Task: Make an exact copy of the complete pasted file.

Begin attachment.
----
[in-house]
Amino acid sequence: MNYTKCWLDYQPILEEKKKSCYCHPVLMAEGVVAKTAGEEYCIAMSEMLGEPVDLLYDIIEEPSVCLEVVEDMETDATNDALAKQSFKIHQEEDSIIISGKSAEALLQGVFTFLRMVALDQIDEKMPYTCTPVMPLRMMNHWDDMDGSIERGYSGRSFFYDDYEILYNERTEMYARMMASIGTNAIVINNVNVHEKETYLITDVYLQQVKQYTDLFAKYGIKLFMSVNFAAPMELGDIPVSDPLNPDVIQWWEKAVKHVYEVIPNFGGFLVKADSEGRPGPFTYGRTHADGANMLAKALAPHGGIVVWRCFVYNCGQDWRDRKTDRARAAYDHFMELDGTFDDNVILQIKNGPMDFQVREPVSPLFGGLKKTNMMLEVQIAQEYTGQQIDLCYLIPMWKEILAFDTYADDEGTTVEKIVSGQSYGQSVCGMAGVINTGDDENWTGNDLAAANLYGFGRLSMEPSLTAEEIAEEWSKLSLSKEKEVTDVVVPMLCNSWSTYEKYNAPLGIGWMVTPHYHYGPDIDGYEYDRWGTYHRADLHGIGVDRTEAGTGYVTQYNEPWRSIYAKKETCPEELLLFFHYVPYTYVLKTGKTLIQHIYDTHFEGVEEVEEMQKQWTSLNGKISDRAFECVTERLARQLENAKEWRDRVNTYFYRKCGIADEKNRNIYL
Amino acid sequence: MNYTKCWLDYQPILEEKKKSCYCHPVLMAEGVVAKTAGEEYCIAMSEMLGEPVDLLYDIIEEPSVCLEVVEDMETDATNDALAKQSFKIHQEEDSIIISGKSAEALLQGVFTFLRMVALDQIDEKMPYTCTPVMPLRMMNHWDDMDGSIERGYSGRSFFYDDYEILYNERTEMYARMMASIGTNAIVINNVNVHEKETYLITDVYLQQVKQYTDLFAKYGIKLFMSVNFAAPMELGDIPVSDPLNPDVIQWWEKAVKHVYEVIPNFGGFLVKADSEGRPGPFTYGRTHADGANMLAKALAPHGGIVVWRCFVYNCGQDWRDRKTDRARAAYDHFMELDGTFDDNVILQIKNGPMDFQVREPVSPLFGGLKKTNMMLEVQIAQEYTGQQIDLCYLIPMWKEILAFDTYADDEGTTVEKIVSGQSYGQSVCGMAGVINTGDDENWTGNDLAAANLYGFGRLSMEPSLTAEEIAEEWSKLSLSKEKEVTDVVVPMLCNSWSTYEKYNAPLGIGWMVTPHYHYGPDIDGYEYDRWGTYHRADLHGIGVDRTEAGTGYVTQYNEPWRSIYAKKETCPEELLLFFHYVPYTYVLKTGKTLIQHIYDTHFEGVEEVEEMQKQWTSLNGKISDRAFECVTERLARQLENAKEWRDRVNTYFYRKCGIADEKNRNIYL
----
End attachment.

[in-house]
Amino acid sequence: MNYTKCWLDYQPILEEKKKSCYCHPVLMAEGVVAKTAGEEYCIAMSEMLGEPVDLLYDIIEEPSVCLEVVEDMETDATNDALAKQSFKIHQEEDSIIISGKSAEALLQGVFTFLRMVALDQIDEKMPYTCTPVMPLRMMNHWDDMDGSIERGYSGRSFFYDDYEILYNERTEMYARMMASIGTNAIVINNVNVHEKETYLITDVYLQQVKQYTDLFAKYGIKLFMSVNFAAPMELGDIPVSDPLNPDVIQWWEKAVKHVYEVIPNFGGFLVKADSEGRPGPFTYGRTHADGANMLAKALAPHGGIVVWRCFVYNCGQDWRDRKTDRARAAYDHFMELDGTFDDNVILQIKNGPMDFQVREPVSPLFGGLKKTNMMLEVQIAQEYTGQQIDLCYLIPMWKEILAFDTYADDEGTTVEKIVSGQSYGQSVCGMAGVINTGDDENWTGNDLAAANLYGFGRLSMEPSLTAEEIAEEWSKLSLSKEKEVTDVVVPMLCNSWSTYEKYNAPLGIGWMVTPHYHYGPDIDGYEYDRWGTYHRADLHGIGVDRTEAGTGYVTQYNEPWRSIYAKKETCPEELLLFFHYVPYTYVLKTGKTLIQHIYDTHFEGVEEVEEMQKQWTSLNGKISDRAFECVTERLARQLENAKEWRDRVNTYFYRKCGIADEKNRNIYL
Amino acid sequence: MNYTKCWLDYQPILEEKKKSCYCHPVLMAEGVVAKTAGEEYCIAMSEMLGEPVDLLYDIIEEPSVCLEVVEDMETDATNDALAKQSFKIHQEEDSIIISGKSAEALLQGVFTFLRMVALDQIDEKMPYTCTPVMPLRMMNHWDDMDGSIERGYSGRSFFYDDYEILYNERTEMYARMMASIGTNAIVINNVNVHEKETYLITDVYLQQVKQYTDLFAKYGIKLFMSVNFAAPMELGDIPVSDPLNPDVIQWWEKAVKHVYEVIPNFGGFLVKADSEGRPGPFTYGRTHADGANMLAKALAPHGGIVVWRCFVYNCGQDWRDRKTDRARAAYDHFMELDGTFDDNVILQIKNGPMDFQVREPVSPLFGGLKKTNMMLEVQIAQEYTGQQIDLCYLIPMWKEILAFDTYADDEGTTVEKIVSGQSYGQSVCGMAGVINTGDDENWTGNDLAAANLYGFGRLSMEPSLTAEEIAEEWSKLSLSKEKEVTDVVVPMLCNSWSTYEKYNAPLGIGWMVTPHYHYGPDIDGYEYDRWGTYHRADLHGIGVDRTEAGTGYVTQYNEPWRSIYAKKETCPEELLLFFHYVPYTYVLKTGKTLIQHIYDTHFEGVEEVEEMQKQWTSLNGKISDRAFECVTERLARQLENAKEWRDRVNTYFYRKCGIADEKNRNIYL